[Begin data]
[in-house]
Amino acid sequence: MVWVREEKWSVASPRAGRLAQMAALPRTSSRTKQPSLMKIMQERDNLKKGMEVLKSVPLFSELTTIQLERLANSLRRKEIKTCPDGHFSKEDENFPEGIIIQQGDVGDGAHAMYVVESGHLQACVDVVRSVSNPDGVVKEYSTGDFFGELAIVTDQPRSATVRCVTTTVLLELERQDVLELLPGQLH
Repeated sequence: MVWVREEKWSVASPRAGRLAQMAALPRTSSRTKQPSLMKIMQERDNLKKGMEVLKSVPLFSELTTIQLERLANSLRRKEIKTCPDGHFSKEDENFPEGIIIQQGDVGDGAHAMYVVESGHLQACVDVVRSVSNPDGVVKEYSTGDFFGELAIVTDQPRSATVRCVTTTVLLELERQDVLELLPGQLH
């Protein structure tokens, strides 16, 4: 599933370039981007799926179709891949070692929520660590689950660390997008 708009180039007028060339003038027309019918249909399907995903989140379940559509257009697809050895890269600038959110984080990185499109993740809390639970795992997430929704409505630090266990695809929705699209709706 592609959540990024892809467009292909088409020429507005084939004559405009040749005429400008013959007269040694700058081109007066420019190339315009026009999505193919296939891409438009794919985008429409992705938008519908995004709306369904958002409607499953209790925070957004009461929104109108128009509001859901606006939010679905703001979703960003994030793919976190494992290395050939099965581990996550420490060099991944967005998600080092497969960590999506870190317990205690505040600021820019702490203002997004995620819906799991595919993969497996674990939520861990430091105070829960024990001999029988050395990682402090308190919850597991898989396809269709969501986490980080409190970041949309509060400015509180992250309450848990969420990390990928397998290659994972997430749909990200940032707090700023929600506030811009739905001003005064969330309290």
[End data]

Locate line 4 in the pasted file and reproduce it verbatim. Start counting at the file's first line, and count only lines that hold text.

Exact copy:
């Protein structure tokens, strides 16, 4: 599933370039981007799926179709891949070692929520660590689950660390997008 708009180039007028060339003038027309019918249909399907995903989140379940559509257009697809050895890269600038959110984080990185499109993740809390639970795992997430929704409505630090266990695809929705699209709706 592609959540990024892809467009292909088409020429507005084939004559405009040749005429400008013959007269040694700058081109007066420019190339315009026009999505193919296939891409438009794919985008429409992705938008519908995004709306369904958002409607499953209790925070957004009461929104109108128009509001859901606006939010679905703001979703960003994030793919976190494992290395050939099965581990996550420490060099991944967005998600080092497969960590999506870190317990205690505040600021820019702490203002997004995620819906799991595919993969497996674990939520861990430091105070829960024990001999029988050395990682402090308190919850597991898989396809269709969501986490980080409190970041949309509060400015509180992250309450848990969420990390990928397998290659994972997430749909990200940032707090700023929600506030811009739905001003005064969330309290």